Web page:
Malaysia picked by WHO to conduct research on Covid-19 drug, says Health D-G

Noor Hisham said that Malaysia was picked because of its ability to conduct the research as well as the availability of good medical research facilities. — Picture by Hari Anggara
Noor Hisham said that Malaysia was picked because of its ability to conduct the research as well as the availability of good medical research facilities. — Picture by Hari Anggara

KUALA LUMPUR, March 27 — The World Health Organisation (WHO) has chosen Malaysia as one of the countries that will conduct joint research on the Remdesivir drug that is used to treat the Covid-19 infection.

Health director-general Datuk Dr Noor Hisham Abdullah said that Malaysia was picked because of its ability to conduct the research and also due to the availability of good medical research facilities.

“Tonight we will have a discussion with WHO and the agenda that will be discussed in the meeting is the joint research by WHO and Malaysia’s Health Ministry,” he said during a press conference this evening.

Dr Noor Hisham said that Malaysia already has the platform for the research to be conducted, which is Clinical Research Malaysia, adding that the country’s researchers are also well trained to conduct such research.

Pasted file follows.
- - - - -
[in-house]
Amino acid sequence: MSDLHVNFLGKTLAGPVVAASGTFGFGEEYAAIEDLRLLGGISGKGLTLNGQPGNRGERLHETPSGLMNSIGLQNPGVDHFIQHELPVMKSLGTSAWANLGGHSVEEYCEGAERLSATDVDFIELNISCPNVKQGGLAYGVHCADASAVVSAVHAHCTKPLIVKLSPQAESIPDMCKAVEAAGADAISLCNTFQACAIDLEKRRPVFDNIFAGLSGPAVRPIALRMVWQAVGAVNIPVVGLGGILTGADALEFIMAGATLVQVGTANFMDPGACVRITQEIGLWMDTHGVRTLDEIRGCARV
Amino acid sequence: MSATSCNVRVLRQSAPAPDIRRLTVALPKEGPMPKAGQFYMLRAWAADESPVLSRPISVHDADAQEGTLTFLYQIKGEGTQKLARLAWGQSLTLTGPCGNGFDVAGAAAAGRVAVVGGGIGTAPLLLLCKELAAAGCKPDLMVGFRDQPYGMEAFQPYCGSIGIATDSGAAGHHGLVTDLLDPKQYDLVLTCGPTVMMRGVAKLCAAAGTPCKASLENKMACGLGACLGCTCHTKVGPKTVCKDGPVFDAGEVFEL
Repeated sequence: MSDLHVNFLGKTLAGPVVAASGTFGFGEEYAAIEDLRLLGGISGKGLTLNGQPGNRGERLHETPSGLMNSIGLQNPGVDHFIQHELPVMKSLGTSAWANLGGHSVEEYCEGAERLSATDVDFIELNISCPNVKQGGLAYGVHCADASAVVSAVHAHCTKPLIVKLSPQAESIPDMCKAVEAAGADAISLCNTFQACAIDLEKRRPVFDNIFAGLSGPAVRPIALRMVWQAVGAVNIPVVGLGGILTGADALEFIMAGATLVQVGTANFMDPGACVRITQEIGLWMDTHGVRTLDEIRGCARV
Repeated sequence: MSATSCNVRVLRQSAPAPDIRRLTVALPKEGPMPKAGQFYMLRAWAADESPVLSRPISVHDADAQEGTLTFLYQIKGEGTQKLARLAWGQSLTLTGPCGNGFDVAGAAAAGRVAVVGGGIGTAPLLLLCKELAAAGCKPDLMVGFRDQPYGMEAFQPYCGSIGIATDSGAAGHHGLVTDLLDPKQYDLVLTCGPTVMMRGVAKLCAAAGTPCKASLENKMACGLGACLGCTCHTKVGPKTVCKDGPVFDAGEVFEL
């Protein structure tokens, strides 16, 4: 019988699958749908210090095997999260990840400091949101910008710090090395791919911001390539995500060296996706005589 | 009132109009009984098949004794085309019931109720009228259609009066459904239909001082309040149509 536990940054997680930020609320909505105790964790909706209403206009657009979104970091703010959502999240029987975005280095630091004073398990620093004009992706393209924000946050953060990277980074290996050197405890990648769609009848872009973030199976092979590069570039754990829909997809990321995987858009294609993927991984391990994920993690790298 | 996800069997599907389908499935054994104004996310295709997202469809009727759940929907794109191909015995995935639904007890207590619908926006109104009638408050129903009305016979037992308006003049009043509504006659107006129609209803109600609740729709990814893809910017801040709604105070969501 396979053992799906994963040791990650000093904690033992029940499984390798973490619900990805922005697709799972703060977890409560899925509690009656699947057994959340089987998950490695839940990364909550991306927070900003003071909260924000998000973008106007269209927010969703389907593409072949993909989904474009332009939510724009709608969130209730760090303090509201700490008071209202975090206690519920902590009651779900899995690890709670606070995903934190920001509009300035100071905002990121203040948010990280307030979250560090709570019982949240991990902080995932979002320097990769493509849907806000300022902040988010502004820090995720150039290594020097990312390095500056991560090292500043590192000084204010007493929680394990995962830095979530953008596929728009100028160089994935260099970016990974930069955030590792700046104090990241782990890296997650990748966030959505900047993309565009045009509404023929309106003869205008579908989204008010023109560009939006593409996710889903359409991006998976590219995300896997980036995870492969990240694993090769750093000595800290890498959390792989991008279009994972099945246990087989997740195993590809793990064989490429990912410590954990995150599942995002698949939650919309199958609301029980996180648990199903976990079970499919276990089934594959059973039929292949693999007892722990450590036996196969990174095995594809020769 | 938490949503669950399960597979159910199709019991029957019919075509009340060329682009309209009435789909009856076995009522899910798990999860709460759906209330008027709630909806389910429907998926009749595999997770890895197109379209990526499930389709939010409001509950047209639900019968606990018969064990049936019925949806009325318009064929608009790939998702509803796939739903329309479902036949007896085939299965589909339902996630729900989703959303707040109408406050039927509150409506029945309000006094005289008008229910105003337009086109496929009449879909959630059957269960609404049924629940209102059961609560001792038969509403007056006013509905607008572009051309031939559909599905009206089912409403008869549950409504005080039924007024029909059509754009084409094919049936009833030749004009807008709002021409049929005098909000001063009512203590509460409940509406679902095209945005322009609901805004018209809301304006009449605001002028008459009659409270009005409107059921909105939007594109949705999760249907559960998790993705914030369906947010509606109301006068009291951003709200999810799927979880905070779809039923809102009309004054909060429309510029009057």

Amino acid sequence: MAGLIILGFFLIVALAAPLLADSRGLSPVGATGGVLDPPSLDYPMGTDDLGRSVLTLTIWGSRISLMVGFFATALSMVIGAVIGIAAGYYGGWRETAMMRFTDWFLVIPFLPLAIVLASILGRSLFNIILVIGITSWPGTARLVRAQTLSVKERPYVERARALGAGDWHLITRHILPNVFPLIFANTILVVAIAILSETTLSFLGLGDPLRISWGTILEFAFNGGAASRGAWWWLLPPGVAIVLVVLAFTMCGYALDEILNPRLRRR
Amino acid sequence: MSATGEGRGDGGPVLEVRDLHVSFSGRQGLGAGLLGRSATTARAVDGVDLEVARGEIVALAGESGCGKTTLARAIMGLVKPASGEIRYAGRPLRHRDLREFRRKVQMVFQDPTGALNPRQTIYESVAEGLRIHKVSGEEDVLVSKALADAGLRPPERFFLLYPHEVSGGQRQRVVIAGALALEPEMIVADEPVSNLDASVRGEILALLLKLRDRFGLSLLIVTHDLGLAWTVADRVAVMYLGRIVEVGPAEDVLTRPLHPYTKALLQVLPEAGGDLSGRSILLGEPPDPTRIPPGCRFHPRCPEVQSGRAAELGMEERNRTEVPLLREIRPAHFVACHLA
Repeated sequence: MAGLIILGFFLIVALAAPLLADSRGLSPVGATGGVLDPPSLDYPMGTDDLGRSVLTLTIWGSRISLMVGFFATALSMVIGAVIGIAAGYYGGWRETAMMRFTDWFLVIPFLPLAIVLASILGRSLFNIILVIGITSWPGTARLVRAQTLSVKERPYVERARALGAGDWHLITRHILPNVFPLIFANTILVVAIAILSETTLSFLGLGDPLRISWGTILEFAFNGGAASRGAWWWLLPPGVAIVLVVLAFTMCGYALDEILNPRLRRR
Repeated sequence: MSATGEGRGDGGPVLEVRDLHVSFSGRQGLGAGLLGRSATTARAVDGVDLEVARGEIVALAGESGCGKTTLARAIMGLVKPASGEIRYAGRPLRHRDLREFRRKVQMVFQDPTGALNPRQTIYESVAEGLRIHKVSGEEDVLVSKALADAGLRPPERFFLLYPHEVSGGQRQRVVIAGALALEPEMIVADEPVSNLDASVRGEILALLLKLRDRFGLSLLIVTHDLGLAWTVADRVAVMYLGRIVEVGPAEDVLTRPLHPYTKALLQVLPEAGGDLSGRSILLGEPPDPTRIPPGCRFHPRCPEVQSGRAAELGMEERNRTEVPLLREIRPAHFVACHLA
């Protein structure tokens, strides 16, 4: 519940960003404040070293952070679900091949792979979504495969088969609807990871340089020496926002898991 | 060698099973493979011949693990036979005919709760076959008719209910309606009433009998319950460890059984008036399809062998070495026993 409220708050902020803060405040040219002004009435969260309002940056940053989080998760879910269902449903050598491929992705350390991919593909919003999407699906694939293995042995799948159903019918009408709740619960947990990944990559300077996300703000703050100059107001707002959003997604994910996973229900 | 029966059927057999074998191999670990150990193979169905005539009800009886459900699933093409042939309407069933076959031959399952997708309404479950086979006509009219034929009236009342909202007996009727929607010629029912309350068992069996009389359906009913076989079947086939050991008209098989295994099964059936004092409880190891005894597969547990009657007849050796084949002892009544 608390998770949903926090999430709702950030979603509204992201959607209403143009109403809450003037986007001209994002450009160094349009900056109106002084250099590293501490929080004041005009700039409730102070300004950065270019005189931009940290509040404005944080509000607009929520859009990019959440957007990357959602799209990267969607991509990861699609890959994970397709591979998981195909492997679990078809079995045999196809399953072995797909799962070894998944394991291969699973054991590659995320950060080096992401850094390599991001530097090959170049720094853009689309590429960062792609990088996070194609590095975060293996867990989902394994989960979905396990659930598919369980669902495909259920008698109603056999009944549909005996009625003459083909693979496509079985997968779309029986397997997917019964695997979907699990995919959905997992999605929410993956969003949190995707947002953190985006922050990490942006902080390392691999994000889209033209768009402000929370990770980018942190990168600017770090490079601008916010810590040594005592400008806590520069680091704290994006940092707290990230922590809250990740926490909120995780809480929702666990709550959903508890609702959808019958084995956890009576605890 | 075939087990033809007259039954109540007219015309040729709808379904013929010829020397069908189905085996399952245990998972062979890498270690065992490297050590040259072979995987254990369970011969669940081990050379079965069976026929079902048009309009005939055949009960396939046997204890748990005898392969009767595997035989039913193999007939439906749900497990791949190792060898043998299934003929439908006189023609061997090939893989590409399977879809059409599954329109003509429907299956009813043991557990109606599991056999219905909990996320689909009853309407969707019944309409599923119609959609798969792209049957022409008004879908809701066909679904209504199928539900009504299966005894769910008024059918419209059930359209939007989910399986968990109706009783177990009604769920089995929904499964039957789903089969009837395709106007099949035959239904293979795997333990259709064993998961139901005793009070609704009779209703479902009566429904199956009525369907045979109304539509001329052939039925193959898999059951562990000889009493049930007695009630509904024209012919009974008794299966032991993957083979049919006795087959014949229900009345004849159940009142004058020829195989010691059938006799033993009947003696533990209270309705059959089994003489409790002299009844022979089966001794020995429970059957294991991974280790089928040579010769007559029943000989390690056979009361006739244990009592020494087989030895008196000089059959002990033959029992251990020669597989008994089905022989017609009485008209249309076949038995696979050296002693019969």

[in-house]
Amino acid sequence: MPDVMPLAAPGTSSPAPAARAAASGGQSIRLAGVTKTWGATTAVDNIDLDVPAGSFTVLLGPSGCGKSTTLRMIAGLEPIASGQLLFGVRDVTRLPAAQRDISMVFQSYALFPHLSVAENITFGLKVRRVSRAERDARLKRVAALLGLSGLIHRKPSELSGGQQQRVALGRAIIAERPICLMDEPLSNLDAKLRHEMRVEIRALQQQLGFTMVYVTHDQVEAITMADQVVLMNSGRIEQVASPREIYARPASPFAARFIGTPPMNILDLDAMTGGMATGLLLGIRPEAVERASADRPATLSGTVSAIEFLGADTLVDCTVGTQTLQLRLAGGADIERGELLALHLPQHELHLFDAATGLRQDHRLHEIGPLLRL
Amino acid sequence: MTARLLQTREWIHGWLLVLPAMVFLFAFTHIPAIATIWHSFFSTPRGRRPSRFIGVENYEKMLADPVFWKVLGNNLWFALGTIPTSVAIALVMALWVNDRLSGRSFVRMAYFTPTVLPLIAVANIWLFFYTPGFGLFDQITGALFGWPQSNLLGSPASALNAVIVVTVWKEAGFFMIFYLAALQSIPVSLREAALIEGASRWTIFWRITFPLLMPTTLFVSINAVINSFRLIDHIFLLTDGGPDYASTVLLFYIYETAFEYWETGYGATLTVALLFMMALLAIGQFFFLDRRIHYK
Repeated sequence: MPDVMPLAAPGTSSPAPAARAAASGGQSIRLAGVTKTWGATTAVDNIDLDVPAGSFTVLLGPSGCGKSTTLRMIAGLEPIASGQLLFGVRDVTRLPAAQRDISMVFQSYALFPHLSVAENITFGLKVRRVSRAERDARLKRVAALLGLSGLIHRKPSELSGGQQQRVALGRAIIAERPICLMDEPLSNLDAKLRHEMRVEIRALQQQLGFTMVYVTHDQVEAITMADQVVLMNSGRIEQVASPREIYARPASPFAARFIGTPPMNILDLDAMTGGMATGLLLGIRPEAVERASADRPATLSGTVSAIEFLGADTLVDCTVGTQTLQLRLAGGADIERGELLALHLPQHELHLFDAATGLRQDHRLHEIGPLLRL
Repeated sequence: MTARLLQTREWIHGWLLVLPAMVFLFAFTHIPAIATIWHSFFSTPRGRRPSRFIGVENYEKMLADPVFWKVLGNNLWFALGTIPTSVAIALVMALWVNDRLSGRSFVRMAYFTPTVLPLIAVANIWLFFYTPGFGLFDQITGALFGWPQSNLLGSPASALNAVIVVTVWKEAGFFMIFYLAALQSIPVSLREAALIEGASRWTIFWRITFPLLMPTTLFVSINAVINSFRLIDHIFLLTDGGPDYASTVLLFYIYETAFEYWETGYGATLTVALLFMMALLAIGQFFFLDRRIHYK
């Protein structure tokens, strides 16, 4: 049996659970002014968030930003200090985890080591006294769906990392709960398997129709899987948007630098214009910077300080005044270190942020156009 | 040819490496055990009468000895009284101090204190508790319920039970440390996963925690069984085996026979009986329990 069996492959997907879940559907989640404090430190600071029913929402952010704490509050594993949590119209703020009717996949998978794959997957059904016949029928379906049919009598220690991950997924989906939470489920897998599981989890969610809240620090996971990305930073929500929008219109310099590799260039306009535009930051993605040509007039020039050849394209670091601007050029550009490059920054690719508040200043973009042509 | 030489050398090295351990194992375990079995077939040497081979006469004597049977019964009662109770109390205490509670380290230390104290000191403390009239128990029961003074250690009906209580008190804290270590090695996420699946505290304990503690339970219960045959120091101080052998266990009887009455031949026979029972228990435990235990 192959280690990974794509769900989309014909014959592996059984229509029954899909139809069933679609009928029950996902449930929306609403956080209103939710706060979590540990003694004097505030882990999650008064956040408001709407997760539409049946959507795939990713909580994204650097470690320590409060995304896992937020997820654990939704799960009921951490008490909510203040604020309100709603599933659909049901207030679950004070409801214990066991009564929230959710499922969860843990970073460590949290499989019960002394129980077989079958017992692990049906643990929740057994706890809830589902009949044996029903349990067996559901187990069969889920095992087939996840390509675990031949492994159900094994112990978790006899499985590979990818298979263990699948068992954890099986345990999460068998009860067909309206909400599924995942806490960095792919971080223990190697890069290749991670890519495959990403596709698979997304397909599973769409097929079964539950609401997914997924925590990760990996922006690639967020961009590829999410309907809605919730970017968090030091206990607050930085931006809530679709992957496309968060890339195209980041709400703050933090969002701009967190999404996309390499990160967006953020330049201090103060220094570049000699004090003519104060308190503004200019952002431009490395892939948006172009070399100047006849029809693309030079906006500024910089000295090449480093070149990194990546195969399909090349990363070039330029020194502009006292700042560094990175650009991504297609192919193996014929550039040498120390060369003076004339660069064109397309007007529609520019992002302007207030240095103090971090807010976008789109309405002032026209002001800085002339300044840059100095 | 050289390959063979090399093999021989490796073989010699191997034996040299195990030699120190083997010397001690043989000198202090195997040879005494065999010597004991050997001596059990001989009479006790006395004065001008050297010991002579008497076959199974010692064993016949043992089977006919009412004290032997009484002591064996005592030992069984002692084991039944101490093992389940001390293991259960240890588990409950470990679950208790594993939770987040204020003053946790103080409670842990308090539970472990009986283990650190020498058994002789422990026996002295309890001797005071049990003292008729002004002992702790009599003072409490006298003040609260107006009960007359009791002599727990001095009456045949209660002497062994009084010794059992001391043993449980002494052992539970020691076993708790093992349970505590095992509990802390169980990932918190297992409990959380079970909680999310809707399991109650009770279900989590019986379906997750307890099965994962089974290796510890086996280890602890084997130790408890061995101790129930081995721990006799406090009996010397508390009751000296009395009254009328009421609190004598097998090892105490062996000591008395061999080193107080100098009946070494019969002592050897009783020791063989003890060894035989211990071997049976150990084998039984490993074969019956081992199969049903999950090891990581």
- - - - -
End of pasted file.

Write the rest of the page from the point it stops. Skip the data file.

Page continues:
He also said that the ministry will conduct the research as soon as the drugs are made available to them by WHO.

“The drug has been identified by WHO. Whether the drug is scientifically effective or not, we should first conduct the research.

“We will gather the patients, give them the medicine and monitor the side effects and also its effectiveness,” he said.

Dr Noor Hisham also said that the research will take place at the Sungai Buloh Hospital as well as those hospitals that have been identified as Hospital Covid-19.

Remdesivir is a novel antiviral drug used as a treatment for Ebola virus and Marburg virus infections, though it subsequently was found to show antiviral activity against other single stranded RNA viruses such as respiratory syncytial virus, Junin virus, Lassa fever virus, Nipah virus, Hendra virus, and the coronaviruses, including MERS and SARS viruses.

Separately, Dr Noor Hisham also said that the ministry has conducted a rapid antigen test from a Chinese company and found that the accuracy level of the test to be inadequate.

“Therefore, the Institute of Medical Research has identified the test from the company or brand as not suitable.

“We have read a report from Spain that despite purchasing 3,400 antigen test kits, they did not use them because the accuracy level is only at 30 to 40 per cent.

“Therefore, when we want to implement the test we have to make sure the sensitivity is high so that we can track the disease. If the sensitivity is low, then the test should not be used,” he explained.

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